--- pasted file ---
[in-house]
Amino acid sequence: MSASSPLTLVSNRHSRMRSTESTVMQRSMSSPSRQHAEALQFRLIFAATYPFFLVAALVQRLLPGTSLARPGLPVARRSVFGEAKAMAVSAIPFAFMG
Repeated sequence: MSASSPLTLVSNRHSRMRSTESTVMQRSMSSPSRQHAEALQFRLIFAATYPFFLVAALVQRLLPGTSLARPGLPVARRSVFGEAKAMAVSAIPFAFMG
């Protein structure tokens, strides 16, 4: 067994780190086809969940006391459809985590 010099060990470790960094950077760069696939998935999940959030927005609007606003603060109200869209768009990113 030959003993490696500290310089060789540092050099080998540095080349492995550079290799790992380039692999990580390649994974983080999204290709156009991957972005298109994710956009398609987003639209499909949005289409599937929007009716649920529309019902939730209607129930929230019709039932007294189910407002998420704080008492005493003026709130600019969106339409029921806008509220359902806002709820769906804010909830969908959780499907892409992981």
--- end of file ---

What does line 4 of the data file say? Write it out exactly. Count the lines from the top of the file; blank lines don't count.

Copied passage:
């Protein structure tokens, strides 16, 4: 067994780190086809969940006391459809985590 010099060990470790960094950077760069696939998935999940959030927005609007606003603060109200869209768009990113 030959003993490696500290310089060789540092050099080998540095080349492995550079290799790992380039692999990580390649994974983080999204290709156009991957972005298109994710956009398609987003639209499909949005289409599937929007009716649920529309019902939730209607129930929230019709039932007294189910407002998420704080008492005493003026709130600019969106339409029921806008509220359902806002709820769906804010909830969908959780499907892409992981």